The proposed project is a two-day NGO-led disaster response exercise/scenario aimed at facilitating and enhancing coordination among UN humanitarian agencies, Department of Peacekeeping Operations, other relevant intergovernmental organizations, the Red Cross Movement, international and local NGOs, and local governments in responding to humanitarian disasters, either natural or man-made. Operational coordination is often dependent on relationships built on the ground, and is often hindered by policy coordination at higher levels. The exercise will examine how policy coordination could be driven to a much greater degree by operational needs rather than the reverse.
Often mechanisms for operational coordination and information sharing are not institutionalized or planned in advance, and actors often re-learn the same lessons on the ground in each emergency. The exercise will give participants the opportunity to practice coordination, negotiating, teamwork, and diplomatic skills in a fast-moving simulation exercise both at the strategic and operational levels.
The scenario will be designed to allow different organizations to develop links and increase their awareness of the complex coordination issues surrounding disaster and crisis response from the perspective of different agencies, expand their knowledge of and experience with each other's organizations and missions, and find ways to mitigate these complexities in current and future crisis response. Greater understanding of the differing yet complementary roles of each organization in supporting the response of the international community to countries suffering the impact of sudden major emergencies will be achieved through this activity. The high-level officials involved in this exercise will be given insights into the nuances and complexities of emergency roles and policy, and organizational options will be illuminated; by doing so, dialogue among all actors will be improved.
Participants will be expected to bring a wide array of knowledge of procedures and protocols as well as field experience in disaster relief to the simulation. The ultimate aim is to implement recovery efforts that meet needs and avoid wasted resources - the outcome of which is the fair and impartial delivery of aid.
The scenario will be specifically geared to focus on operational coordination and response to an unfolding humanitarian crisis under various environmental conditions and security levels during its first three months. Participants in the exercise will discuss points of view on a series of questions from which good practices and follow-up work could be developed, including further exercises in different regions of the world and dialogue on specific issues. The exercise will be a highly realistic major crisis management scenario in which participants (high-level representatives) assume the roles of heads of agencies other than the one they belong to. Held over a two-day period, the exercise will expose participants to the potential constraints and opportunities facing agencies not only on the ground but also at the headquarters level. An important outcome is anticipated to be the sharing of information about each community's mode of operation as well as its operational capabilities. Participants will discuss the main avenues for intra - and inter-organizational communication and the levels at which operational decisions are made, as well as how organizations are likely to respond in a specific situation.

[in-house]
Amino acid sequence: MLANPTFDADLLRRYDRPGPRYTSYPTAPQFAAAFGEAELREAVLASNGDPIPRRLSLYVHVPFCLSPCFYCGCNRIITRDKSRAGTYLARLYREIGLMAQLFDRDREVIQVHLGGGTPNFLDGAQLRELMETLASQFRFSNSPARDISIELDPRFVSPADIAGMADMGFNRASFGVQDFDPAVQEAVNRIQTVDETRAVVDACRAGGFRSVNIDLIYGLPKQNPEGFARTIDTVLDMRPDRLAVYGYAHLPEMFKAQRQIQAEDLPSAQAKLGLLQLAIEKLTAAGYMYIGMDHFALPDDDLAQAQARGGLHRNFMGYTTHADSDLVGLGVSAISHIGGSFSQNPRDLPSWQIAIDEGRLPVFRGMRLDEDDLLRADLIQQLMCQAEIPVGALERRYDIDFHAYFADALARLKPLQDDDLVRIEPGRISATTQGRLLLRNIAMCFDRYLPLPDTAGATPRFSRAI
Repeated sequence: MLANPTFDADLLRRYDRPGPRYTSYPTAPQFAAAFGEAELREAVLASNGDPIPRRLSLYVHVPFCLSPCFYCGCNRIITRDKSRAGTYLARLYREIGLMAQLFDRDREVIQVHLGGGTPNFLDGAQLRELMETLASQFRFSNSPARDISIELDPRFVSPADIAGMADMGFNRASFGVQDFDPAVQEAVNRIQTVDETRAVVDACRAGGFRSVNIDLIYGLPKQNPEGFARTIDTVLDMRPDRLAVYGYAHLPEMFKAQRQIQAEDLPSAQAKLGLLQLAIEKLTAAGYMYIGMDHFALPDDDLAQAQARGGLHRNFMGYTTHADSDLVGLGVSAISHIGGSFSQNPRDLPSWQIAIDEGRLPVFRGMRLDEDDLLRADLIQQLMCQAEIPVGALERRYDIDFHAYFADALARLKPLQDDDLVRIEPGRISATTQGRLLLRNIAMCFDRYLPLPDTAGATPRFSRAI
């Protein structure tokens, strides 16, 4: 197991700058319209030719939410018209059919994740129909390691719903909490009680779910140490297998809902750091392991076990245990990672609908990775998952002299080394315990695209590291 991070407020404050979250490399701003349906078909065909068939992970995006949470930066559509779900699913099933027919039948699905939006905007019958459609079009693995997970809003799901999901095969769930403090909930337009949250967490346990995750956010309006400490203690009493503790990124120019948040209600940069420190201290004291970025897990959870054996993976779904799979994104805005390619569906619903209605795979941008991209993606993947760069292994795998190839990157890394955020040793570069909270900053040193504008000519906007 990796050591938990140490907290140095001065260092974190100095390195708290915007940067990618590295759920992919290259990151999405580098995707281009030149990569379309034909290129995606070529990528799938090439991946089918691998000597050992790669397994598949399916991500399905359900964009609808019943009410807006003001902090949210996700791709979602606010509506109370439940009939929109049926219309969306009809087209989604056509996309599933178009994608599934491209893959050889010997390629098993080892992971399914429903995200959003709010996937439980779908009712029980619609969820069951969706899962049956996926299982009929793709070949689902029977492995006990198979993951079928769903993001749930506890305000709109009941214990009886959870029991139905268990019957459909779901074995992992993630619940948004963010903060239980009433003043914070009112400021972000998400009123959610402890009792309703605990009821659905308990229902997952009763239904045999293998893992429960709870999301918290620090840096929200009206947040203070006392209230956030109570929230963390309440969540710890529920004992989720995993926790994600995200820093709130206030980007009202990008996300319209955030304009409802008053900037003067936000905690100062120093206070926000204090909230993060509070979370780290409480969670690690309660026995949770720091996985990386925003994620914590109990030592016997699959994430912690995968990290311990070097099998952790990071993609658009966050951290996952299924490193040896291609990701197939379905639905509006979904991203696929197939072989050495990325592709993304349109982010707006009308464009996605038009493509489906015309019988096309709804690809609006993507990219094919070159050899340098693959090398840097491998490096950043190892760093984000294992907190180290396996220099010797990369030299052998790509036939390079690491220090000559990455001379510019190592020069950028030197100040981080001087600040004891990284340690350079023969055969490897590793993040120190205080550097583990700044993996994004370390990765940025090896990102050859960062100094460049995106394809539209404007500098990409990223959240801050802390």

Ideally, the exercise will reveal which organizations are likely to have a particular stake in different types of disaster relief operations. Participants will be expected to learn how quickly and with what resources each others' organizations could and would respond to a given crisis and how their relationship with the host nation and local communities would evolve.
The scenario for the exercise is proposed to be developed with the help of the United States Institute of Peace, who would then become a member of the exercise steering committee group. The steering committee group would include: International Medical Corps, Save the Children, World Vision, InterAction, and select individuals to be invited. The exercise would tentatively be held in Spring 2008.